The right kind of infrastructure can keep older adults healthier and happier longer and cities and towns are starting to make it a priority
We’re starting 2019 with great media coverage early in the New Year:
* Below, check out an excellent January 31, 2019 Globe and Mail article. It reports on our January 30, 2019 joint Queen’s Park news conference with the unstoppable Ontario Autism Coalition.
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The 2019 AEBC/T-Base Scholarship Program is now accepting applications.
The application deadline for the 2019 AEBC and T-Base Communications scholarship program is Friday, March 29th, 2019. All applications and supporting materials must be received by AEBC by 11:59 p.m. Pacific Daylight Time on Friday, March 29th, 2019, in order to be considered.
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ACCESSIBILITY FOR ONTARIANS WITH DISABILITIES ACT ALLIANCE
NEWS RELEASE – FOR IMMEDIATE RELEASE
January 30, 2019 Toronto: At a news conference in the Queen’s Park Media Studio today at 10:30 a.m., disability advocates will unite to demand that the Ford Government rein in the sweeping power of school principals to exclude a student from school. The Ford Government has so far announced nothing on this. It hasn’t answered the Ontario Autism Coalition’s December 13, 2018 letter to Education Minister Lisa Thompson, which asks the minister to meet about exclusions. It hasn’t publicly responded to recent media focusing on this issue. See e.g. the Globe and Mail.
The Previous Government’s Plans for the New Toronto Courthouse Still Have Significant Accessibility Barriers.
The design of public spaces standard of the AODA outlines the need for newly constructed or redeveloped public spaces to be accessible for people with disabilities. This requirement may leave people asking: What is the Design of Public Spaces Standard?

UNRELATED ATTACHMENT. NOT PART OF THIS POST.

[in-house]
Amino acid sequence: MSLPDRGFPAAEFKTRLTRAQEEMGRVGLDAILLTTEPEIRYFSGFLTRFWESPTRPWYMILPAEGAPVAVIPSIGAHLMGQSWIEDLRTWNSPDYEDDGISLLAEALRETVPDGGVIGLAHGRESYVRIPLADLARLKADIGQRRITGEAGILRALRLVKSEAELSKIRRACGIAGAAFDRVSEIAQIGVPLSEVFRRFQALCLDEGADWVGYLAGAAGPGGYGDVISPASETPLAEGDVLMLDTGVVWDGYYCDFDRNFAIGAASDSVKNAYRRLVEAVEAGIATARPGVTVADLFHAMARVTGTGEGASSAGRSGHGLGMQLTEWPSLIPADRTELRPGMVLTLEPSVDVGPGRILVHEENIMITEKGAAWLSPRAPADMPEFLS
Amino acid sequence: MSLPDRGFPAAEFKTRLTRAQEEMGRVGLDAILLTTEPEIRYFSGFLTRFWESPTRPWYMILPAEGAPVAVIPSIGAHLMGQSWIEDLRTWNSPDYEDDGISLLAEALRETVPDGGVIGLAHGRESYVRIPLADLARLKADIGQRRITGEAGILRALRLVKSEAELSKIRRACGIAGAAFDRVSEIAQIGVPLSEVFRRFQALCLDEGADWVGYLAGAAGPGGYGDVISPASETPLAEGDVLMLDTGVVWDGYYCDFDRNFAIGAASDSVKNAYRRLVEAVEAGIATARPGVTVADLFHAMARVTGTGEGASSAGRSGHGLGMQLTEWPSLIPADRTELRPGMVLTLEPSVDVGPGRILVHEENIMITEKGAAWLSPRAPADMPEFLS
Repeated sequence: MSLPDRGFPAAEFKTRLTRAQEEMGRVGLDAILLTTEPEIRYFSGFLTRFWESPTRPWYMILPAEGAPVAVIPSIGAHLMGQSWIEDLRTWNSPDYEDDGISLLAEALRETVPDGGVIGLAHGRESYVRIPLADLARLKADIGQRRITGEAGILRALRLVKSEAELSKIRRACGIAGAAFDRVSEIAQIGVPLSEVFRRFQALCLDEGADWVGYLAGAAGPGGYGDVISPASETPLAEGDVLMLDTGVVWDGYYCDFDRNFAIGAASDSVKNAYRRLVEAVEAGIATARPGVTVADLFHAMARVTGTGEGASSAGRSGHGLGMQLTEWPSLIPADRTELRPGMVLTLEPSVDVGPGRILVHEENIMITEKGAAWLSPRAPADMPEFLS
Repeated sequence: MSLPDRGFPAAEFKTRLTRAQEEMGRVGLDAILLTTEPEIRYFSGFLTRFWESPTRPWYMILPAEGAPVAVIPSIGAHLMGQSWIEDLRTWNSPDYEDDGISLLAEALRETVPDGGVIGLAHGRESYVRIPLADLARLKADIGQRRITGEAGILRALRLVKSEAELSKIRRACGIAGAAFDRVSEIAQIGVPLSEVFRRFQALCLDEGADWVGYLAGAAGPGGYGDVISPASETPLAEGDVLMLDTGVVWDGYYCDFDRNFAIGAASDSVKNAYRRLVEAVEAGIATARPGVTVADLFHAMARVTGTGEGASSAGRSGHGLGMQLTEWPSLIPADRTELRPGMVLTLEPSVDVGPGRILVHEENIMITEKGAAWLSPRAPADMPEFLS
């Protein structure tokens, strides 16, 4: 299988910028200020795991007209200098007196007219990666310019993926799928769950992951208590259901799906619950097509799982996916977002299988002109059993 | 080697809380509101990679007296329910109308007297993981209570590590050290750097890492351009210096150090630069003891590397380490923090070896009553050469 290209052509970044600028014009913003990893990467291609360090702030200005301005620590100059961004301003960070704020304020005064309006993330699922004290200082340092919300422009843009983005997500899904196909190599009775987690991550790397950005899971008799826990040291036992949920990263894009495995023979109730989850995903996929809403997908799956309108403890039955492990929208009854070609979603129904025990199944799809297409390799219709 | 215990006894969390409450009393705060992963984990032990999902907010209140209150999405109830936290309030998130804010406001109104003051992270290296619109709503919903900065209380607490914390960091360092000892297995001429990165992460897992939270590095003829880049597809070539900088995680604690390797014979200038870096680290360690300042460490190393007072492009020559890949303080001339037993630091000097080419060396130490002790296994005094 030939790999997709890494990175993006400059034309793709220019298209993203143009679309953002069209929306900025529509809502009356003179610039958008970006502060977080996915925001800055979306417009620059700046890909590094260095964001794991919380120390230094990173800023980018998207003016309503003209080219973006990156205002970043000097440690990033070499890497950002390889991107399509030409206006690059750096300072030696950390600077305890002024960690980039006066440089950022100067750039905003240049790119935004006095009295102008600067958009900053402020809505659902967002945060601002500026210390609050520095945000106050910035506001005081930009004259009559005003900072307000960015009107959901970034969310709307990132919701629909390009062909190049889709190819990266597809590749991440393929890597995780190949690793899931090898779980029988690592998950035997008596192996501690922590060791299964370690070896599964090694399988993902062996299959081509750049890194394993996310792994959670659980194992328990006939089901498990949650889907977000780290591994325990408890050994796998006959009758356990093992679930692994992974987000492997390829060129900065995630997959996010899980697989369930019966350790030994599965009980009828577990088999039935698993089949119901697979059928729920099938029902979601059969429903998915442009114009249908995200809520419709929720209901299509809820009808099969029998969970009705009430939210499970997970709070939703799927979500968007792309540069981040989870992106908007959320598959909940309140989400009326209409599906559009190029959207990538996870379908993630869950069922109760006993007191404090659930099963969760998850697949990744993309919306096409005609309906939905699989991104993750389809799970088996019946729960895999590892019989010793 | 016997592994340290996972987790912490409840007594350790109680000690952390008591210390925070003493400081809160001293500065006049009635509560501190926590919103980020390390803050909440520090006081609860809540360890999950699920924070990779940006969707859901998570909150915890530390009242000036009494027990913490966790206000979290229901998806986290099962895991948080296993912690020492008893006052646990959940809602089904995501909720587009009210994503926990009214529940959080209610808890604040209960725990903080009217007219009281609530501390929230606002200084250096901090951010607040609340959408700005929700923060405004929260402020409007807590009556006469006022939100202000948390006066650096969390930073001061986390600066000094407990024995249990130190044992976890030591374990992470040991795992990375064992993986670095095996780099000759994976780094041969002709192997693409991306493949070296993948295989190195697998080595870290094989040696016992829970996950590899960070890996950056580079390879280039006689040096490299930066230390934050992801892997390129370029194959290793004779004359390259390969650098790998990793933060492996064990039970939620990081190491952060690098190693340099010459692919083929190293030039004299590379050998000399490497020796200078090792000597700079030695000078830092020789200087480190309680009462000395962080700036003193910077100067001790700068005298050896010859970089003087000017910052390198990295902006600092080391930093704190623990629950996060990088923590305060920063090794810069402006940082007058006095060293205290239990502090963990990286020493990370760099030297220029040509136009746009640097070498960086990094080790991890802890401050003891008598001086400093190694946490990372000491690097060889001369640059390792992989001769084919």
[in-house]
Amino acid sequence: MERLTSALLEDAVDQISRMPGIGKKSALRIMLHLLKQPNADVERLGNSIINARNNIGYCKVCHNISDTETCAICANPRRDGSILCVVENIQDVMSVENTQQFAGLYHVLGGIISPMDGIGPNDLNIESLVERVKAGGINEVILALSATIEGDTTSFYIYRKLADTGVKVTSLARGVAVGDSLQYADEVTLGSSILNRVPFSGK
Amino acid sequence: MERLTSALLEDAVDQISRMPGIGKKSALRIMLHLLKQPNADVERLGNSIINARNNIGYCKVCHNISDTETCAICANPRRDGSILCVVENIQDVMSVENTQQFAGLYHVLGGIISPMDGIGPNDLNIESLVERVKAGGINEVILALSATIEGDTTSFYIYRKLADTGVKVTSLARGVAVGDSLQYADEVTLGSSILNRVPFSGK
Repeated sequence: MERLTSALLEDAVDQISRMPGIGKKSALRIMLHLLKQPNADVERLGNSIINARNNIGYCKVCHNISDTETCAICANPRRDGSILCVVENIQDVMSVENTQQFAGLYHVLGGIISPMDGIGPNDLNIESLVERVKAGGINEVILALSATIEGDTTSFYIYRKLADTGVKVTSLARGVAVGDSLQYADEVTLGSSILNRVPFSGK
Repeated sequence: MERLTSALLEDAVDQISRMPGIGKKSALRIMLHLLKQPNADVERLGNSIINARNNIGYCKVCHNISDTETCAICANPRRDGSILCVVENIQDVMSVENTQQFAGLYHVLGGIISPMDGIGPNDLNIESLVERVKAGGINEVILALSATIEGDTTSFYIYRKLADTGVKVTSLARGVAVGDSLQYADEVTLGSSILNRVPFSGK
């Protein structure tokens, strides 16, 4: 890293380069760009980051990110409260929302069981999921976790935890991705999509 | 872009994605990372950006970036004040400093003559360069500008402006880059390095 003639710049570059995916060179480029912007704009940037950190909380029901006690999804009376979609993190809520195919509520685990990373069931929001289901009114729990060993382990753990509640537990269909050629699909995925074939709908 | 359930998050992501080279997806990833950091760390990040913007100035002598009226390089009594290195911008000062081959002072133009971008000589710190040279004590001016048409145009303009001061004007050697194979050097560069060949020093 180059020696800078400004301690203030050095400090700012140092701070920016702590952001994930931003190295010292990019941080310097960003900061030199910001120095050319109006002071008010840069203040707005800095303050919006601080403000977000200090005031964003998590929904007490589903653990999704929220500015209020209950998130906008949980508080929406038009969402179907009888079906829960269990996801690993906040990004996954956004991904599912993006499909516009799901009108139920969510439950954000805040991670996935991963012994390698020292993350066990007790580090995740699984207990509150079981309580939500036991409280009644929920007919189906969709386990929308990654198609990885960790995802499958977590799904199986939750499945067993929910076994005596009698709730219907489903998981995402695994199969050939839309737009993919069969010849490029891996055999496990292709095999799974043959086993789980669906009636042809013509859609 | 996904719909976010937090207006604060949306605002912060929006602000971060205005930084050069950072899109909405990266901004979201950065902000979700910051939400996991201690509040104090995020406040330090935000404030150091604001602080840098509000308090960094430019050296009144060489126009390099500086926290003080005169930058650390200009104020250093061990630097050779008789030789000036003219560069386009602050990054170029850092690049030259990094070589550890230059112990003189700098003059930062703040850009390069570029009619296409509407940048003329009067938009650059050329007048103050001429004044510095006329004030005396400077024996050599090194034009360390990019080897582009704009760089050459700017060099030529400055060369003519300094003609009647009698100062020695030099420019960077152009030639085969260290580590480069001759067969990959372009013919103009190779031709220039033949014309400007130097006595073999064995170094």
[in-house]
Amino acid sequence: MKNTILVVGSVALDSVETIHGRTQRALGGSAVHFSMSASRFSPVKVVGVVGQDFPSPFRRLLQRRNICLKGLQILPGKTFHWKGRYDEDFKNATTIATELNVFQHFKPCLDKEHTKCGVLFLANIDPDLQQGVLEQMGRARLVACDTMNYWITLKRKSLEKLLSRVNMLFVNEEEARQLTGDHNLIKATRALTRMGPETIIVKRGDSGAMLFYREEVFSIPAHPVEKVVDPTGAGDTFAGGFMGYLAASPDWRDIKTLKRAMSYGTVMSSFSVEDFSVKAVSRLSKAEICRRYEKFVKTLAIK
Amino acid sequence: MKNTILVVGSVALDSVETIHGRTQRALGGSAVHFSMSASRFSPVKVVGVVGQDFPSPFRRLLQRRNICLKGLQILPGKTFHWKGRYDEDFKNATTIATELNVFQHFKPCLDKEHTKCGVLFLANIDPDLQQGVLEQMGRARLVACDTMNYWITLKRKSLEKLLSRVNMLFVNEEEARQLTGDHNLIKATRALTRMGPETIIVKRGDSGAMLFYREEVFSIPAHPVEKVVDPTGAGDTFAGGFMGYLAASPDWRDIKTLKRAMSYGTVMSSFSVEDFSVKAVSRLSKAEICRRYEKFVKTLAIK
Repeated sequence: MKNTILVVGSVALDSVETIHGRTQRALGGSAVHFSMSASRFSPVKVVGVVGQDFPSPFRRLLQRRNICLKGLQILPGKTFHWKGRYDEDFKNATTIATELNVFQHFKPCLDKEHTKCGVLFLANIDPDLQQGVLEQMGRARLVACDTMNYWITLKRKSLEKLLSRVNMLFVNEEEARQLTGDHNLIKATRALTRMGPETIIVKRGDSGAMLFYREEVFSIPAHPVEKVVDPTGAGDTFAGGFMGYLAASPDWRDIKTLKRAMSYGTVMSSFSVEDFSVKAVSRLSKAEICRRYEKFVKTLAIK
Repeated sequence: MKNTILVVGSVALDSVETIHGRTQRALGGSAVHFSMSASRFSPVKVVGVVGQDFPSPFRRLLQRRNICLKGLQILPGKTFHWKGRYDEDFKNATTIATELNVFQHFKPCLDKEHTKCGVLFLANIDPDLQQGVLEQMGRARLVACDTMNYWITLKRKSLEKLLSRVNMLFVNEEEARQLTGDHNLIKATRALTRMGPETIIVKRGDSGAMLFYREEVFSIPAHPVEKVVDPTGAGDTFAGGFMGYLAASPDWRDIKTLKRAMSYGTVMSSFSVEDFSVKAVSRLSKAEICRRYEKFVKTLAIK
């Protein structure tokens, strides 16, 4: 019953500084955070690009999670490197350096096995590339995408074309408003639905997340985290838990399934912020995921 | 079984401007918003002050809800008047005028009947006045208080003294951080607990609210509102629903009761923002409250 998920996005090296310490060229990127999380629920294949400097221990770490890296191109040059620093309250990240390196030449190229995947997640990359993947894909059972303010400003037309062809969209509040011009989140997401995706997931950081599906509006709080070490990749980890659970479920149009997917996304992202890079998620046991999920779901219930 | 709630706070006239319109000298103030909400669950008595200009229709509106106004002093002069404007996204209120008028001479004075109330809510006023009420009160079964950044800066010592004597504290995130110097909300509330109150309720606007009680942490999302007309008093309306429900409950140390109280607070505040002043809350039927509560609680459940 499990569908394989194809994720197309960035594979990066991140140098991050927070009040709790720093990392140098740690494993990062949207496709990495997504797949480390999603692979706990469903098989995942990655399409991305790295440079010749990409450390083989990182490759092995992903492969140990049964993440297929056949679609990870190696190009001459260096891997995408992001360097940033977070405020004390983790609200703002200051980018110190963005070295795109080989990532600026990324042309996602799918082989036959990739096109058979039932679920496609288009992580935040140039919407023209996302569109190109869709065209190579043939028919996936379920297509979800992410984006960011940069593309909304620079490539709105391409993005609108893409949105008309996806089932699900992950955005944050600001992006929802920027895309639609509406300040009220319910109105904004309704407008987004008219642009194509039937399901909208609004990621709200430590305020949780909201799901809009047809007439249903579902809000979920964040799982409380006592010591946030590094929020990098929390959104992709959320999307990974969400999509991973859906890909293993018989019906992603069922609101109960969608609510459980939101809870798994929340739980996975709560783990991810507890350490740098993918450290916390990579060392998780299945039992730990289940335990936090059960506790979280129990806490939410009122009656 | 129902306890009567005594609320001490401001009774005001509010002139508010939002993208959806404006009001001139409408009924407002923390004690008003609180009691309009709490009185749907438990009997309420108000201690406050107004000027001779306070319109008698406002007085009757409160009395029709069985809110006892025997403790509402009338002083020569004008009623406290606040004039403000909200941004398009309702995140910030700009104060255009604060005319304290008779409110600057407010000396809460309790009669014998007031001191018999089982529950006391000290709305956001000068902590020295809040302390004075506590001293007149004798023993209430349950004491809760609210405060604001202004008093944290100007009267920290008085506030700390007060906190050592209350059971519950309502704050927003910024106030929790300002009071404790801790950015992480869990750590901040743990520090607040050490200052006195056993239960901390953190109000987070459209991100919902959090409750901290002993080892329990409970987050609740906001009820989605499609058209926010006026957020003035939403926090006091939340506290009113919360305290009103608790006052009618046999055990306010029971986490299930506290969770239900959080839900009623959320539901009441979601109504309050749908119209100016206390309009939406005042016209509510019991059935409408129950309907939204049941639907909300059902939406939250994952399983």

The Design of Public Spaces Standard describes ways to make communal spaces more accessible. Most of the spaces it covers are outdoors. For instance, there are requirements for accessible:
There have been 216 days since work on developing a new Education Accessibility Standard under the Accessibility for Ontarians with Disabilities Act was frozen in the wake of the election of Ontario’s new Government. The work of the two Education Standards Development Committees, appointed to recommend reforms in Ontario’s school system (the K-12 Education Standards Development Committee) and in Ontario’s colleges and universities (the Post-Secondary Education Standards Development Committee), still remains on hold. School boards, colleges and universities continue to leave disability barriers in place. They spend public money to create new barriers, without an AODA Education Accessibility Standard in place to stop that from continuing.
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As society has increasingly awoken to the dangers of algorithmic bias in the machine learning and AI systems that underlie an ever-greater portion of our lives, it is notable that for all of the attention and funding being focused on AI bias, there has been in comparison a deafening silence on the topic of accessibility bias.
As the web rushes ever faster towards a multimedia-first existence, why is it that there is comparatively so little conversation about making this content accessible to those with differing physical abilities?
Seven-in-ten Canadians say universal accessibility should be the goal for newly constructed buildings
As Canada’s population grows older, millions of Canadians find themselves worrying about decreased mobility, vision and hearing and the impact it may have on their own lives or the lives of loved ones.
Recently the Manitoba Government made a decision to reject a core funding application from the Manitoba League of Persons with Disabilities (MLPD) for the 2018-19 fiscal year. It can be very difficult for an organization to function without core funding which diminishes its capacity.